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The imprint, confirming that this pen was made in England, and a medium nib,

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As with the second generation, very little, if any, advertising information exists on these inexpensive pens.  For the collector, they are an interesting sidelight, even if of lower quality.

I have recently acquired a first generation model, and after restoration, will post further information.  Stay tuned…..

April 19, 2012 Posted by | Waterman Pen Company, Waterman Skywriter | | 2 Comments

Two Wrongs Do Make A Right – Parker Signet

Though I am not an avid Parker 51 collector, I have always wanted to find an all gold example.  This limits the choices to two ~  The Gold Plate Signet/Insignia, or the  Gold Presidential.  As I have yet to win the lottery, my sights have been set on find a Signet / Insignia.  The first question is:  Why do I call this pen by two names.  Without getting into the legal details, it is my understanding that Parker initially named this pen the Signet, and due to this name already being used by another fountain pen, they changed the name to Insignia.  Both were introduced by Parker into their highly successful 51 line of pens in 1949, as aerometric fillers.  I have restored, and written about, many vacumatic and aerometric 51s over the past six years.  Here are a few ~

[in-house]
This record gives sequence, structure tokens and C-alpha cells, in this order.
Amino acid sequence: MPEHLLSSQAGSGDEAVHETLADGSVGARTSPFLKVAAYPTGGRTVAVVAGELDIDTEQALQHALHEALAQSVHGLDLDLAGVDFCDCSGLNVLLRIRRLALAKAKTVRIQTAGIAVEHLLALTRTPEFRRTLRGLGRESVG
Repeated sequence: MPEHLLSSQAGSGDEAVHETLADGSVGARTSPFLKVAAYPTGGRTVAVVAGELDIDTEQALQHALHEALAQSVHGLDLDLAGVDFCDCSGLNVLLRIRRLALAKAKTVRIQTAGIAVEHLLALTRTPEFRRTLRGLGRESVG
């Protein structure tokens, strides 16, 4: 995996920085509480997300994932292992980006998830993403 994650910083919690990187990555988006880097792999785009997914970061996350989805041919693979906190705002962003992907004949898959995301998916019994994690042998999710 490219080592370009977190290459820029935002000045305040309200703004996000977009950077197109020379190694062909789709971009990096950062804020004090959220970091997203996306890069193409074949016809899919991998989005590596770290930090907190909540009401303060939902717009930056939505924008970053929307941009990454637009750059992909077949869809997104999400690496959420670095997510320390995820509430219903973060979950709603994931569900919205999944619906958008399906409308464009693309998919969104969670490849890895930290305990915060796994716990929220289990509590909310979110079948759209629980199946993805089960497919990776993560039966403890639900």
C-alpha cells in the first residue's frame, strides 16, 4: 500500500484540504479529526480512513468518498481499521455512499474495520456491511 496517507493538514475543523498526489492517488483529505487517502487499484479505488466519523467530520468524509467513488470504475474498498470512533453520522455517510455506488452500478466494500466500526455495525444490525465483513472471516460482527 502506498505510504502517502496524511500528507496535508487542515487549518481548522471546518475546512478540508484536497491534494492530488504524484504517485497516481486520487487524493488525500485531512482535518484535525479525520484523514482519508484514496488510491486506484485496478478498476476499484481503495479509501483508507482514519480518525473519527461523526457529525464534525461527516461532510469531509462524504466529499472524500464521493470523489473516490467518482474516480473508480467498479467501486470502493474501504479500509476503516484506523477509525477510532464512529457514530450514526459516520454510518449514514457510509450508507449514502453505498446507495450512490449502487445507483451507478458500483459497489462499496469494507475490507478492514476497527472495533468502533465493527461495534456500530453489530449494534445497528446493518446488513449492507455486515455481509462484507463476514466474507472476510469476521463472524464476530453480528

Double Jewel Parker 51 – April 9, 2010

Black and Gold Parker 51 Vacumatic – September 25, 2008

Final Year For Parker 51 Vacumatics – 1948 – January 15, 2009

Parker 51 First Year Double Jewel – June 16, 2010

Parker 51 Canadian Set – May 9, 2011

As you can see below, it took me a while, but I found two Signet/Insignias.   The first is on the bottom of the photo.  It is was a pen with a very nice cap, clean filling unit and medium nib.  However, the barrel had many, many dents and dings.  I have a fellow pen club member who has the tools to take these out, but he advised that if there are too many and they are deep, the lines of the cap will be compromised when the cap is reworked.  So, I set the pen aside, hoping to find a mate at some point.

Recently, I ran across the perfect match.  The pen on the top of the photo had a close to perfect barrel (with imprint), but a cap with numerous dings and dents.  I brought it home for a very low price, and proceeded to mix and match. Though not the ideal solution, and looked upon negatively by the fountain pen purist, it gave me a very nice looking Signet, and a really bad looking one.

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Here is the photo of the final product.  Often called a ” frankenpen”  by collectors, it takes parts from two or more pens to make one.  It suits my purposes, though if I ever resell it, full disclosure would be in order.